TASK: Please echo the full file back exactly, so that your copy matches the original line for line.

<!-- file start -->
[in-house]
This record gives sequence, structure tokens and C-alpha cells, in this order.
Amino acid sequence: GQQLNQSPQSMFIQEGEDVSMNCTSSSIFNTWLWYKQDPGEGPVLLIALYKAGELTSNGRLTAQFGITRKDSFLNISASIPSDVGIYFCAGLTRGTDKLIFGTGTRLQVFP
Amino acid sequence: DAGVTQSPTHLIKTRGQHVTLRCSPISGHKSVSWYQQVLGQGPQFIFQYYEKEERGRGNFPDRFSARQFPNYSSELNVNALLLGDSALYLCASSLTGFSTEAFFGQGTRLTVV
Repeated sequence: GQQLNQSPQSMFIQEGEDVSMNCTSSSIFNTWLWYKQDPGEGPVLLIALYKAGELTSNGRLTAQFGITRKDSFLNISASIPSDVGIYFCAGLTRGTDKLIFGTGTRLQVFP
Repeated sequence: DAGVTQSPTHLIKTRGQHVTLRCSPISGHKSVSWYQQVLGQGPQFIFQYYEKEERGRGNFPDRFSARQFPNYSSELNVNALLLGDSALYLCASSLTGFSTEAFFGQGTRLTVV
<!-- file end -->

[in-house]
This record gives sequence, structure tokens and C-alpha cells, in this order.
Amino acid sequence: GQQLNQSPQSMFIQEGEDVSMNCTSSSIFNTWLWYKQDPGEGPVLLIALYKAGELTSNGRLTAQFGITRKDSFLNISASIPSDVGIYFCAGLTRGTDKLIFGTGTRLQVFP
Amino acid sequence: DAGVTQSPTHLIKTRGQHVTLRCSPISGHKSVSWYQQVLGQGPQFIFQYYEKEERGRGNFPDRFSARQFPNYSSELNVNALLLGDSALYLCASSLTGFSTEAFFGQGTRLTVV
Repeated sequence: GQQLNQSPQSMFIQEGEDVSMNCTSSSIFNTWLWYKQDPGEGPVLLIALYKAGELTSNGRLTAQFGITRKDSFLNISASIPSDVGIYFCAGLTRGTDKLIFGTGTRLQVFP
Repeated sequence: DAGVTQSPTHLIKTRGQHVTLRCSPISGHKSVSWYQQVLGQGPQFIFQYYEKEERGRGNFPDRFSARQFPNYSSELNVNALLLGDSALYLCASSLTGFSTEAFFGQGTRLTVV